Well, here we are at last. Years of movies with tag scenes promising the arrival of an Avengers movie have finally delivered on that promise—and this is it. Was it worth the wait or the build-up? That depends on your level of interest in this sort of thing, I suppose. Despite the inane gush of Those Who Object to Being Called “Fanboys,” this is not the greatest movie ever made, nor does it reinvent cinema. That said, however, it’s a solid entertainment and much better than I’d expected from the maestro of midcult, Joss Whedon. Oh, sure he places the film firmly in the realm of his usual sitcom sensibility, and the gags become transparent in their structure once you get into the rhythm of the movie, but this is probably the best possible approach for a movie like this. The sheer volume of characters calls for a kind of cinematic shorthand—and that’s what it gets.
The film’s story is about as substantial as all the tissue wadding in a box concealing a small treasure at its center. What else could it be? All that matters, of course, is that the film has a problem—meaning the Earth has a problem—which calls for amassing a large array of superheroes (and a couple of borderline cases) to save our hash. That, naturally, is why Nick Fury (the irreplaceable Samuel L. Jackson) has been assembling all these folks as part of S.H.I.E.L.D. (Strategic Homeland Intervention Enforcement and Logistics Division) all this time. The issue this round is the evil Loki (Tom Hiddleston—the second best thing in the movie) is preparing the way for an invasion of creatures from another dimension that will leave him (he thinks) ruler of a subjugated Earth.
As an excuse for cramming one movie with Tony Stark/Iron Man (Robert Downey, Jr.), Steve Rogers/Captain America (Chris Evans), Bruce Banner/The Hulk (Mark Ruffalo), Thor (Chris Hemsworth), Natasha Romanoff/Black Widow (Scarlett Johansson) and Clint Barton/Hawkeye (Jeremy Renner), it’s as good as any other. Just think of it as the Contadina Tomato Paste of film—or Grand Hotel in tights—and don’t ask too many questions. The whole thing banks—wisely—on its cast. Especially helpful here is the importation of Mark Ruffalo as Bruce Banner, a character never really nailed in any previous incarnation—and here represented by an actor of considerably greater charm and innate sympathy than any of his predecessors. But in the end, it’s the ensemble nature of the playing—something that gets off to a deliberately rocky start—that finally makes the story work.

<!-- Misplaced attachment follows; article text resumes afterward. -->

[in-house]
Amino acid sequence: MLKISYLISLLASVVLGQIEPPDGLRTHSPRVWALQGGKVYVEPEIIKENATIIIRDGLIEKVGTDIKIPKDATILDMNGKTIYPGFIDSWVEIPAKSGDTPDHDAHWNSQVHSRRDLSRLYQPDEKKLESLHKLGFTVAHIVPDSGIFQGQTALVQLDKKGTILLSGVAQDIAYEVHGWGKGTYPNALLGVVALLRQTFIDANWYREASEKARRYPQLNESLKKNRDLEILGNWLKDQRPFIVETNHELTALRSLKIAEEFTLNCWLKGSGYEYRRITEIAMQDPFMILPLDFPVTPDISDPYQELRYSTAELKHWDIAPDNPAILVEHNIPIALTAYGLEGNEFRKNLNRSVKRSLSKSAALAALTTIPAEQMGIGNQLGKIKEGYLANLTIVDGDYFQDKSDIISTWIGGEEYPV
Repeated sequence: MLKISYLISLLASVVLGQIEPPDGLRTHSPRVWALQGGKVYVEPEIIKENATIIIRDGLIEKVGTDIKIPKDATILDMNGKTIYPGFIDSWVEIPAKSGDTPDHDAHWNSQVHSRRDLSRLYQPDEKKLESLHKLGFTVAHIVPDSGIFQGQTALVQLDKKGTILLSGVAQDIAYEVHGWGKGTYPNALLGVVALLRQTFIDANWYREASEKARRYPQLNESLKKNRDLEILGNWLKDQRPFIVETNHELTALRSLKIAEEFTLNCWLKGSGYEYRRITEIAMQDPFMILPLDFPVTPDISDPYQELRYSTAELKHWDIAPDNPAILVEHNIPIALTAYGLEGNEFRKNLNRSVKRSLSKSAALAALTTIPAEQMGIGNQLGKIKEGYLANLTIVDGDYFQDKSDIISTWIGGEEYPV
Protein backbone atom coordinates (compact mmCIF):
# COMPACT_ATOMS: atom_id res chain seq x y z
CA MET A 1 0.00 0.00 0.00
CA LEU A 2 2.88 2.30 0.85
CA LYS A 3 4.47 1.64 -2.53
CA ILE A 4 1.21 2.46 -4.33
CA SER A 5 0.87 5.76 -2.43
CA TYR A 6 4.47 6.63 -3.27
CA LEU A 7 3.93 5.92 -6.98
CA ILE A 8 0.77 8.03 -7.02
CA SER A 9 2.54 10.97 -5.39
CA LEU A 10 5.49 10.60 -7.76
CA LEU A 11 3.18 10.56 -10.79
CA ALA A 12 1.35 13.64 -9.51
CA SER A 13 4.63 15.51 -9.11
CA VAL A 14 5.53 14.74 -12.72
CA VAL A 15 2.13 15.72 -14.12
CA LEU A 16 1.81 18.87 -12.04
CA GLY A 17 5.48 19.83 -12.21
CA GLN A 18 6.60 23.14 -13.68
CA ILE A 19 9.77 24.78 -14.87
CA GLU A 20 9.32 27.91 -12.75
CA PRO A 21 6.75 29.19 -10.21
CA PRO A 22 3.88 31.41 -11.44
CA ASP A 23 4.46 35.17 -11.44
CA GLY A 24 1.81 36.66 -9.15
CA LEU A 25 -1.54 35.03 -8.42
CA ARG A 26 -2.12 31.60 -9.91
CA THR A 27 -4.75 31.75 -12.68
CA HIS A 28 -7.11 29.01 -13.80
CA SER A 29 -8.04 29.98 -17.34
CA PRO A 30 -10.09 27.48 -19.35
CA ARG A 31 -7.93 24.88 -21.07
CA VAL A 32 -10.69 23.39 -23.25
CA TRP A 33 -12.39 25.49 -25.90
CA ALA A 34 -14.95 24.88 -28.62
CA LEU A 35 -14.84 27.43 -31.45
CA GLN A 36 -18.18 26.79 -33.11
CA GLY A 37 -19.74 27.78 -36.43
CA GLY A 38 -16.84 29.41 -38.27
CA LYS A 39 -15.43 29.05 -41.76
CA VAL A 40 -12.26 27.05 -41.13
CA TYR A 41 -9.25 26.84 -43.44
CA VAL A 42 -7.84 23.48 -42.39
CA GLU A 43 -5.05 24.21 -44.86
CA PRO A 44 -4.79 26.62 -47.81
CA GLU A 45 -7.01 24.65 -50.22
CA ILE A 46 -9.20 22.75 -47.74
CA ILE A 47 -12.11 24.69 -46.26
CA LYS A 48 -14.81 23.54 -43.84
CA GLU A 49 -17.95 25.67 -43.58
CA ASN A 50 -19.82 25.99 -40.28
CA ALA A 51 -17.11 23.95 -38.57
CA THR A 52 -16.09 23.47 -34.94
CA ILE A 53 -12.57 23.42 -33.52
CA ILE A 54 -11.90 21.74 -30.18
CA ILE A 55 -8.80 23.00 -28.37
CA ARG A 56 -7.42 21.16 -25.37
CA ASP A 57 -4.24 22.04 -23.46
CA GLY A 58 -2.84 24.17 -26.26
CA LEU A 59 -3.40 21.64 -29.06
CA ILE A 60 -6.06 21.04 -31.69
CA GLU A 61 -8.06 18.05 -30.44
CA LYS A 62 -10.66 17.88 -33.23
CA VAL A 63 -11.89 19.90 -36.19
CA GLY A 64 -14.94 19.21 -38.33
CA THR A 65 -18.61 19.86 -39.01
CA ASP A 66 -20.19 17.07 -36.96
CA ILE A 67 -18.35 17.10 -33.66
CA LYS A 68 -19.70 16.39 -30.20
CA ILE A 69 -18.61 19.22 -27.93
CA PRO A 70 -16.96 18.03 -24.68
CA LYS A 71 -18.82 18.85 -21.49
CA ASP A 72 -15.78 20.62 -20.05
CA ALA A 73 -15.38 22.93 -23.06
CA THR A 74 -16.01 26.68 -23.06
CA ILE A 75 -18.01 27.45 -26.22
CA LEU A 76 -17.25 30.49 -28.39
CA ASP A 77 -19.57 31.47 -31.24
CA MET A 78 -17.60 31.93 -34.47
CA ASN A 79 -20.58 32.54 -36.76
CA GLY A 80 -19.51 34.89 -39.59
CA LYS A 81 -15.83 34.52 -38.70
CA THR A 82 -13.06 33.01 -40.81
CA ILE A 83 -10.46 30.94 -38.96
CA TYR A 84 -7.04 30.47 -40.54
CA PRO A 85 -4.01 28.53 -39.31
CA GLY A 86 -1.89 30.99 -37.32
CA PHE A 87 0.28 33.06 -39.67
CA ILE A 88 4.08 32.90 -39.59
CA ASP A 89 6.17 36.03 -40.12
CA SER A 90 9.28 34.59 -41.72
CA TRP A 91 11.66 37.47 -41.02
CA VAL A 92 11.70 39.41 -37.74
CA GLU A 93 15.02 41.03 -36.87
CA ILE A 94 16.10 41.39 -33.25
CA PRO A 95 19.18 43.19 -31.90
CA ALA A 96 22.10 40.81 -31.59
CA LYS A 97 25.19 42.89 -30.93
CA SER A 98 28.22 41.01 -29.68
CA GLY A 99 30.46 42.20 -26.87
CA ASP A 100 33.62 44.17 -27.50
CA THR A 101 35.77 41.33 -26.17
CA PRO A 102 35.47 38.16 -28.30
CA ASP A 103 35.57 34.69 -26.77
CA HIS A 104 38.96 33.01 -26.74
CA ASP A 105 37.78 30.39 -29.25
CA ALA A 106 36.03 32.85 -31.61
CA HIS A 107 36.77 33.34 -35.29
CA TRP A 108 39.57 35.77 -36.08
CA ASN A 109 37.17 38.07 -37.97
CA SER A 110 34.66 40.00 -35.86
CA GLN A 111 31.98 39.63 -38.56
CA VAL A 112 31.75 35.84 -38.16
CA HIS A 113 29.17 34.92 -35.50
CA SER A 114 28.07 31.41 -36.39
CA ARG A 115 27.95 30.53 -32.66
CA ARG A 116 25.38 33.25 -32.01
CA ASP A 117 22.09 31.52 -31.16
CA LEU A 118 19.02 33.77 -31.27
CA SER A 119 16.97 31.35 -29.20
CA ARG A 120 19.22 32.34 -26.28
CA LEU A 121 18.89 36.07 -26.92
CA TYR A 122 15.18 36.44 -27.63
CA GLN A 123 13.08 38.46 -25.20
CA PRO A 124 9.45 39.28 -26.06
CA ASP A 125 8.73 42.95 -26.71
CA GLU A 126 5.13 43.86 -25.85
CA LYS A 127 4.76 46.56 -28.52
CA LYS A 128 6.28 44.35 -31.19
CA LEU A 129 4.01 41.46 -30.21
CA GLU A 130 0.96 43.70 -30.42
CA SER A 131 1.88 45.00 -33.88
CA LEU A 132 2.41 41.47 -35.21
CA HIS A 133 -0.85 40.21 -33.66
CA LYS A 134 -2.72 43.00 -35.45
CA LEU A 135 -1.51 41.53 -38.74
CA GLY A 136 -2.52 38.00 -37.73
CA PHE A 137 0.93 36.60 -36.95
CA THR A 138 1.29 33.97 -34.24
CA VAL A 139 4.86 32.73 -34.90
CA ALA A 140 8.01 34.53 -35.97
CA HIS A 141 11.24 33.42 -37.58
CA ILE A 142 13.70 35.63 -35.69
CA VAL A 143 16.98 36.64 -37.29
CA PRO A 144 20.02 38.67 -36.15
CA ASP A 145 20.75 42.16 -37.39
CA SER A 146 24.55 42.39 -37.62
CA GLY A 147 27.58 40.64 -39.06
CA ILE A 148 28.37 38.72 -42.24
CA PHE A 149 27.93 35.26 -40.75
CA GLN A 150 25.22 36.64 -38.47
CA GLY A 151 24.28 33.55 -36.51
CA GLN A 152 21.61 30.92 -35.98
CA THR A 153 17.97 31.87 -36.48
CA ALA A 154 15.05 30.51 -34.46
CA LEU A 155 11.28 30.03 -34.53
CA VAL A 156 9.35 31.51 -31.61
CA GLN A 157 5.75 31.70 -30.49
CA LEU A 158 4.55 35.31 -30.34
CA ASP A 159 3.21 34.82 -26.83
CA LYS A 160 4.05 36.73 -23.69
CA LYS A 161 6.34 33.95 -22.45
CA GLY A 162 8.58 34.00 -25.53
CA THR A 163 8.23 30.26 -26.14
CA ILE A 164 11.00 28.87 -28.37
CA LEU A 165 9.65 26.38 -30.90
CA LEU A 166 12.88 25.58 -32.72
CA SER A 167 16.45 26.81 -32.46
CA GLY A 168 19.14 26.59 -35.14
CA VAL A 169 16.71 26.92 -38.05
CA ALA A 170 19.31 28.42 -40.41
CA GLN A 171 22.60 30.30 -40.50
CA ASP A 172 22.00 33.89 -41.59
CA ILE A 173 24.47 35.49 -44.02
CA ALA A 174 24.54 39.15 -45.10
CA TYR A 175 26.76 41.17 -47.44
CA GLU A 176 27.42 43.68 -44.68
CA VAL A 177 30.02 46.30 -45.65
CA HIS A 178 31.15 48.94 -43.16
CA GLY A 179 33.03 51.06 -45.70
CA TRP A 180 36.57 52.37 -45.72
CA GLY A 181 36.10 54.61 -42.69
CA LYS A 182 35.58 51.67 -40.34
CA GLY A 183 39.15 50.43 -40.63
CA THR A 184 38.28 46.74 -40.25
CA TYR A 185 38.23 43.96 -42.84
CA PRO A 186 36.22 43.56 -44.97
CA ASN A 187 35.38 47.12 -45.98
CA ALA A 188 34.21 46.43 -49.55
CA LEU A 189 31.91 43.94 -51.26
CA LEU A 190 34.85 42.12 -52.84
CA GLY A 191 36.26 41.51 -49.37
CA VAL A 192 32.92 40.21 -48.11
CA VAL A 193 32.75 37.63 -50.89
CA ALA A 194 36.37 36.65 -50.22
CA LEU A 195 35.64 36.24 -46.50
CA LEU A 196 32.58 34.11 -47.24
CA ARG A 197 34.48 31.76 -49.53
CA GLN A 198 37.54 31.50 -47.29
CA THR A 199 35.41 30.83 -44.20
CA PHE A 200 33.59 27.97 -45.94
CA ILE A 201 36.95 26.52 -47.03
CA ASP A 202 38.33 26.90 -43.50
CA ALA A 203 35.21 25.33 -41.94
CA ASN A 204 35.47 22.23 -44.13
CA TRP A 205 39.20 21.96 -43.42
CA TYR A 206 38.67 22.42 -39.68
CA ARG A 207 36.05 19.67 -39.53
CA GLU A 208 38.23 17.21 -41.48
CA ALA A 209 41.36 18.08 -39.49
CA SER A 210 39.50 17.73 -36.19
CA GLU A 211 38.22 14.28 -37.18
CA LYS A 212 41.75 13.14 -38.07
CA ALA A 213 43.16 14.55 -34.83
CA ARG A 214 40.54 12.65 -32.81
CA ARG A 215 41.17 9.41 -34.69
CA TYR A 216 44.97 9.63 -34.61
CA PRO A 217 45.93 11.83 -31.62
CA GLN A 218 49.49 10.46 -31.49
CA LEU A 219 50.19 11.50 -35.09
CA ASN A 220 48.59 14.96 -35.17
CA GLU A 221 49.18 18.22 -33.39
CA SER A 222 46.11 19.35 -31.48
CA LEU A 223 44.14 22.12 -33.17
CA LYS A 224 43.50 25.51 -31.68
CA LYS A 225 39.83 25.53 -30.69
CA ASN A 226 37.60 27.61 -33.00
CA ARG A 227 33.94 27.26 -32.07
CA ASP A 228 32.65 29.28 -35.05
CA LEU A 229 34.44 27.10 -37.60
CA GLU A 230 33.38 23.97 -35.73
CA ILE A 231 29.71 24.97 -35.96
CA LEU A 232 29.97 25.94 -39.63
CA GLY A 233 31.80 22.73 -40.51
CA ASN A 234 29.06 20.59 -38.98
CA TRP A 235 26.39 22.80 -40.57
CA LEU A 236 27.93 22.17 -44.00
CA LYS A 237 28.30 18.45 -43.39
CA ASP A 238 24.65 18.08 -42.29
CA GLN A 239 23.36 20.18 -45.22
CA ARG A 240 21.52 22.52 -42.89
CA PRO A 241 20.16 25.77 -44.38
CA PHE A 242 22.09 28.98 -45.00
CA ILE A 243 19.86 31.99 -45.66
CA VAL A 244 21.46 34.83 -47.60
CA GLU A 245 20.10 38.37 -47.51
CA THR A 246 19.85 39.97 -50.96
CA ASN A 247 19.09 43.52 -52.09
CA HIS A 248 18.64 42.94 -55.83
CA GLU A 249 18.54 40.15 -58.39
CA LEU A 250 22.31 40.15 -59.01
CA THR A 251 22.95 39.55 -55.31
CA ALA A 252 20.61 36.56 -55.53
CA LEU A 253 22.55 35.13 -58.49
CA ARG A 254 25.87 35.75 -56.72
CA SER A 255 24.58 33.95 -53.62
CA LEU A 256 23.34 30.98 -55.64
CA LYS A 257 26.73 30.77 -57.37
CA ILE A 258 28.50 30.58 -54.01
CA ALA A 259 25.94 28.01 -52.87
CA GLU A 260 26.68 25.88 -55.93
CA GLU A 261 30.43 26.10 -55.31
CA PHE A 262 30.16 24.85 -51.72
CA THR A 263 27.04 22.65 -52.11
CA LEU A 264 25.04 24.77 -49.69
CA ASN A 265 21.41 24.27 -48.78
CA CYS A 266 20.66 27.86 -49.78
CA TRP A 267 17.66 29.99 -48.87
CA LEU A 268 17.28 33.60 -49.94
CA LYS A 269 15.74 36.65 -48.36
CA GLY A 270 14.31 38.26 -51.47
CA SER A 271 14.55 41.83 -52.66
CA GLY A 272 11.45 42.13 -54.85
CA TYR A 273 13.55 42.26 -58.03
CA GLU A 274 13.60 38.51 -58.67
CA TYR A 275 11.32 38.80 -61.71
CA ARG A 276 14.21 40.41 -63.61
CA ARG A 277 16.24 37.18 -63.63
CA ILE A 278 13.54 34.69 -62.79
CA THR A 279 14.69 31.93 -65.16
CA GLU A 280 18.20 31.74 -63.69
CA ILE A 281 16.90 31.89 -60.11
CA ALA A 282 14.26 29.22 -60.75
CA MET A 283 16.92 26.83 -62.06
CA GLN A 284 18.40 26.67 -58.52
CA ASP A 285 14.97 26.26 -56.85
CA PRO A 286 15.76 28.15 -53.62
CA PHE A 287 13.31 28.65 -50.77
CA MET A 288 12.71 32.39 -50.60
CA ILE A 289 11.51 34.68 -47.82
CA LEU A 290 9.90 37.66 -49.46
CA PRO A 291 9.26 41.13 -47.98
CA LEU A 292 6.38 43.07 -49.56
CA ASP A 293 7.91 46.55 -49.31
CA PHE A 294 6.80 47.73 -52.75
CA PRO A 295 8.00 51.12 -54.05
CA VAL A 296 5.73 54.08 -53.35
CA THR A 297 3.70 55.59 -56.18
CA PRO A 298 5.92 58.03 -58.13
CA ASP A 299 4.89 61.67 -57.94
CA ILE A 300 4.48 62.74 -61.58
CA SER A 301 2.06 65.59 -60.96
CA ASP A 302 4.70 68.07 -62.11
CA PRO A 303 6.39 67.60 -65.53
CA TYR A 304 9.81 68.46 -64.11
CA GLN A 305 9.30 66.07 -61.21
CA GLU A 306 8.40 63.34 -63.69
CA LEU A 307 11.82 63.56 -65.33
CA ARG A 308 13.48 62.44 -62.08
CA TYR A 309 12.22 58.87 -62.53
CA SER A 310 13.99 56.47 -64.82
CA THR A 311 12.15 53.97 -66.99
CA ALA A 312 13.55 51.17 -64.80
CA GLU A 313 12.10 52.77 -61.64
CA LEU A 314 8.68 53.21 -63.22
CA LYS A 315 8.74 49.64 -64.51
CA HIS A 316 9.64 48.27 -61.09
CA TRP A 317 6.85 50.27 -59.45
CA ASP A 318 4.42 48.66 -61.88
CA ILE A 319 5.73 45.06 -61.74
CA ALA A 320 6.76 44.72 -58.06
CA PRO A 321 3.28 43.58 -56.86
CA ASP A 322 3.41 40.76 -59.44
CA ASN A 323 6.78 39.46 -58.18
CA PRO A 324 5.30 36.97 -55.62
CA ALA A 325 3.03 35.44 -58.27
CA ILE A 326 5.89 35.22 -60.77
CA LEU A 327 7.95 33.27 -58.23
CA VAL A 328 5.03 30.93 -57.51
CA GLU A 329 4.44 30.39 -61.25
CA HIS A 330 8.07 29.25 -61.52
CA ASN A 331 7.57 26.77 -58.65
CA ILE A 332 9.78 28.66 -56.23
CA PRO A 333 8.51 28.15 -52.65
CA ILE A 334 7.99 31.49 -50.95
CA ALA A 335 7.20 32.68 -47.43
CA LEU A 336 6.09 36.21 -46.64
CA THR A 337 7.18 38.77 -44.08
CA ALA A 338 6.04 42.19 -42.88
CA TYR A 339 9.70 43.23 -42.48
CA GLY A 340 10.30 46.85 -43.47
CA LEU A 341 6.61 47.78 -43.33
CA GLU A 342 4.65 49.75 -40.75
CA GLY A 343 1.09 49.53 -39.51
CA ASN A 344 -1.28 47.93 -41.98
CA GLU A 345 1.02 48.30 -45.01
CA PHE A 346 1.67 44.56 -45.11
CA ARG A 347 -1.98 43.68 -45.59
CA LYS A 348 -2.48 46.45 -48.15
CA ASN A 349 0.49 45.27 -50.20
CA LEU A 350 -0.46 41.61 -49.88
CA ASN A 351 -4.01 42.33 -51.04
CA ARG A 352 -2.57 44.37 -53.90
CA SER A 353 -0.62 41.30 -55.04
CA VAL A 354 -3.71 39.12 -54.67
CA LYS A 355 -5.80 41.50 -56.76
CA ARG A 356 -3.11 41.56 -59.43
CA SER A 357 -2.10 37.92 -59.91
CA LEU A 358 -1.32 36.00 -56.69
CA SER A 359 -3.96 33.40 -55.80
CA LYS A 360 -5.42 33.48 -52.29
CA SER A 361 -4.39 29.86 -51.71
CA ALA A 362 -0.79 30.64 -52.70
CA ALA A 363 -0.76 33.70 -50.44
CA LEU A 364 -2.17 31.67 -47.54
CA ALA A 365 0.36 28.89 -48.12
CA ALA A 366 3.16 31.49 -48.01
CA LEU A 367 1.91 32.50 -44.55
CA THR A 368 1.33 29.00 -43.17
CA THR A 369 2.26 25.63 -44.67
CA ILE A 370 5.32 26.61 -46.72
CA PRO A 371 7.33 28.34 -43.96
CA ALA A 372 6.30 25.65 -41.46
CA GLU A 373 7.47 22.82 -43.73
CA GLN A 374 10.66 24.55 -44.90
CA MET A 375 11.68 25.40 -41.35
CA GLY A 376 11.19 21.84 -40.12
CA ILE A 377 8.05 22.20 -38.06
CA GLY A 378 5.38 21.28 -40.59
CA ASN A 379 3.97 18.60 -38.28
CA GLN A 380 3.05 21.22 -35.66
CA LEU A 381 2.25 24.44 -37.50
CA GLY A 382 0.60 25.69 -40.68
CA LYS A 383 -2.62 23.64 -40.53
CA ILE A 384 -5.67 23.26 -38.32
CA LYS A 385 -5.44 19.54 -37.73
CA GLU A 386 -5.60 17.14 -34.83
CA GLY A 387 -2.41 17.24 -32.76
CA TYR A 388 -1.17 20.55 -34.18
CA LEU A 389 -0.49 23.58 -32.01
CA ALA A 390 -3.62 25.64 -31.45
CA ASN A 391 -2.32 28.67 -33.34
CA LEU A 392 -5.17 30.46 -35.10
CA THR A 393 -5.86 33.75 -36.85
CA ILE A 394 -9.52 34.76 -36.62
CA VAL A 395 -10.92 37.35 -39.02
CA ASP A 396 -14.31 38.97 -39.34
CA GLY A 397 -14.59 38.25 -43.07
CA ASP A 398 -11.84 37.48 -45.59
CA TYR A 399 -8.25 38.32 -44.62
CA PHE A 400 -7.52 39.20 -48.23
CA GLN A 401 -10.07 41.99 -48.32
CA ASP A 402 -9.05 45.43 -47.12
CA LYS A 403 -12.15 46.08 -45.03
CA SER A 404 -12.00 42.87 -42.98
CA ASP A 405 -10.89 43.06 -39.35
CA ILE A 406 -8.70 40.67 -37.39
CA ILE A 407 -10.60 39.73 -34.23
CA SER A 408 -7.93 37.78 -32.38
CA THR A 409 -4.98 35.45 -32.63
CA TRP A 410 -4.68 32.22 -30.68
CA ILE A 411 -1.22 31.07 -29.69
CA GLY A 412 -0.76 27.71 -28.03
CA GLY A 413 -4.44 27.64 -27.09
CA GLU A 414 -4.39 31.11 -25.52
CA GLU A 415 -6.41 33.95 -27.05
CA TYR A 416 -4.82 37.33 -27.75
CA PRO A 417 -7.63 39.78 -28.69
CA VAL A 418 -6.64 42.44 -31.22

It’s not a flawless mix. There’s no way to make Captain America all that interesting—especially when you put him up against Iron Man. The film does build its most subversive joke around the Captain, giving Fury’s right-hand man, Coulson (Clark Gregg), a kind of fanboy crush (with subtext aplenty) on him. And that, in turn, becomes a serious plot point, but Cap is still pretty much a stiff. Also, Whedon apparently couldn’t figure out what to do with Pepper Potts (Gwyneth Paltrow), so she’s essentially written out of the body of the movie. But more of it works—in its own way—than doesn’t. And it has the benefit of never taking itself too seriously or straining to be “important.”
The film’s biggest problem—and some will consider this in the nature of a spoiler, so you might want to skip the rest of this paragraph—is that its big finale ends up being most awfully like last year’s Transformers: Dark of the Moon. It’s certainly better done here, but the similarities are inescapable. This might well be completely coincidental, which only points up a central issue with the genre’s limitations and the fact that all such movies have to hit certain key scenes—notably a big final battle that more often than not outstays its welcome for anyone who tires of endless property damage. It doesn’t sink The Avengers, but it does diminish it. Take it for what it is—big, splashy, largely transitory entertainment. Rated PG-13 for intense sequences of sci-fi violence and action throughout, and a mild drug reference.